Another major difference is that litigants in person to an employment appeal tribunal can recover their costs, as in the civil courts. We dealt with that inconsistency in clause 22. A cost regime is already in place for the employment appeal tribunals; adding compensation for preparation to that regime is unnecessary.

The first part of the amendment, in which ''shall'' creeps in instead of ''may'', obliges the Lord Chancellor, who is responsible for the employment appeal tribunal rules, to include the provision in the rules. The amendment does not deal with the Secretary of State but the judiciary. In the same way that we saw no reason to bind the judgment of the Secretary of State, the Government see no reason to bind the judgment of the Lord Chancellor in the matter of employment appeal tribunal rules. We take the view that such matters can be safely left to discretion. For those reasons, I hope that the hon. Gentleman will withdraw the amendment.

Mr. Hammond: I have listened carefully to what the Minister said. I am pleased to hear that he has considered the argument for symmetry. The least persuasive part of his argument was that fettering the discretion of the Lord Chancellor was unthinkable. Some of us might regard even an illustrious person such as the Lord Chancellor as a mere politician rather than a haughty judicial personage. However, if the Minister has given the issue genuine consideration and reached the conclusion that it would not be appropriate, I am prepared to withdraw my amendment. Our noble friends tend to scrutinise and ponder such issues more deeply than we do, and I am sure that it will be discussed in the other place if others believe that we need to go around the loop again. I beg to ask leave to withdraw the amendment.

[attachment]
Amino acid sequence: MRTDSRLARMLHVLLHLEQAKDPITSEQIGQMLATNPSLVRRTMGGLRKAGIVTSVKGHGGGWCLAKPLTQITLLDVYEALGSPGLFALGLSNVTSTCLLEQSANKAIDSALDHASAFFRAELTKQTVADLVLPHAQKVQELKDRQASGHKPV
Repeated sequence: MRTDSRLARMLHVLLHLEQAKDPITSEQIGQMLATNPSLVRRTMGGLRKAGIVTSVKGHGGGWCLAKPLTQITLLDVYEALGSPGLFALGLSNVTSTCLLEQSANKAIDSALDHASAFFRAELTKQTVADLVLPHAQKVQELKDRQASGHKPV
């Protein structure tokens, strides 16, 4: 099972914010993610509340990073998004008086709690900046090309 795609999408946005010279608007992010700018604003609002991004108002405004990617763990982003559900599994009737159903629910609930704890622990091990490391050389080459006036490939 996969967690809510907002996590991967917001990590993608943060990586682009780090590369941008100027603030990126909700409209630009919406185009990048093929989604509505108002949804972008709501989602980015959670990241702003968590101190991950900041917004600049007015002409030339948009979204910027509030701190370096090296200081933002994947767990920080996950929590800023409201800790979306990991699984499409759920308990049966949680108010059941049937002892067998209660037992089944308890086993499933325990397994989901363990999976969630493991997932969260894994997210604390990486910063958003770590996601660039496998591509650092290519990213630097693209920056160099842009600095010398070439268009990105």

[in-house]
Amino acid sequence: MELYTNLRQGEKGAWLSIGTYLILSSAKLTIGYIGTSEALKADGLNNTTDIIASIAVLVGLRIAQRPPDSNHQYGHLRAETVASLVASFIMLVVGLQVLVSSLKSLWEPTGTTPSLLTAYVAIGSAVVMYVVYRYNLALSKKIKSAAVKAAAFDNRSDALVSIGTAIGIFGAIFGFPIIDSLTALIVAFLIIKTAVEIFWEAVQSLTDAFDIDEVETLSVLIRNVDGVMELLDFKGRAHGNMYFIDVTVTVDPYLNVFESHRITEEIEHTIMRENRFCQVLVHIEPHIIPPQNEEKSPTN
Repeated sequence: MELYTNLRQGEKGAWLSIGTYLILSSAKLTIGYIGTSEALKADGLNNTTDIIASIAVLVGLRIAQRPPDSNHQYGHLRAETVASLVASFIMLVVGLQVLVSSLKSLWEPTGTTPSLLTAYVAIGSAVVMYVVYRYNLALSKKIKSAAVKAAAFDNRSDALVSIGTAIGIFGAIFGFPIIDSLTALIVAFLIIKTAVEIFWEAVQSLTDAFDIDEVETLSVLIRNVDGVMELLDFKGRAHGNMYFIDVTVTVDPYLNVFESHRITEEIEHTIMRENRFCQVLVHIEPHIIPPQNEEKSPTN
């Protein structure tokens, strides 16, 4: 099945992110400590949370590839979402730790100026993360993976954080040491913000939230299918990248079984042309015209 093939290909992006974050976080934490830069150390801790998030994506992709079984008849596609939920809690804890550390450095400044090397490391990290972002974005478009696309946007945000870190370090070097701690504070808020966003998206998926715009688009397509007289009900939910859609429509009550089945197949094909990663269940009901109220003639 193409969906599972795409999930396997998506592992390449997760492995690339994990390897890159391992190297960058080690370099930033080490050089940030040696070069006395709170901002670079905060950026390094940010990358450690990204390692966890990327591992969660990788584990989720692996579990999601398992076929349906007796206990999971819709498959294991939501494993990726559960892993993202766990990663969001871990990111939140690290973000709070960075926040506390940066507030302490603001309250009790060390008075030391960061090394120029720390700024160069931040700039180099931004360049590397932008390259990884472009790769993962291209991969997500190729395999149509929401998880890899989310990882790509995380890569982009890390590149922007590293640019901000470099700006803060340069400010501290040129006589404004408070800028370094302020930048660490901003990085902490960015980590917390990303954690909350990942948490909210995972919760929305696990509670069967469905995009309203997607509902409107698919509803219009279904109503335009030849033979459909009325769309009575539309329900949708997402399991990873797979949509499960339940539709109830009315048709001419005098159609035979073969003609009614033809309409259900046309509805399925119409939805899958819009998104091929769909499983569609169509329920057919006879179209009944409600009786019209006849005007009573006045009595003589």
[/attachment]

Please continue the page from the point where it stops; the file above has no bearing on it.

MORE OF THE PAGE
Amendment, by leave, withdrawn.

Question proposed, That the clause stand part of the Bill.

Mr. Hammond: I have just a couple of questions for the Minister; we have already dealt with many of the substantive issues. Clause 23 amends section 34 of the Employment Tribunals Act 1996, which allows the award of costs or expenses if:

    ''(a) the proceedings were unnecessary, improper or vexatious, or

    (b) there has been unreasonable delay or other unreasonable conduct in bringing or conducting the proceedings.''

The replacement wording in clause 23 says merely:

    ''Appeal Tribunal procedure rules may include provision for the award of costs or expenses.''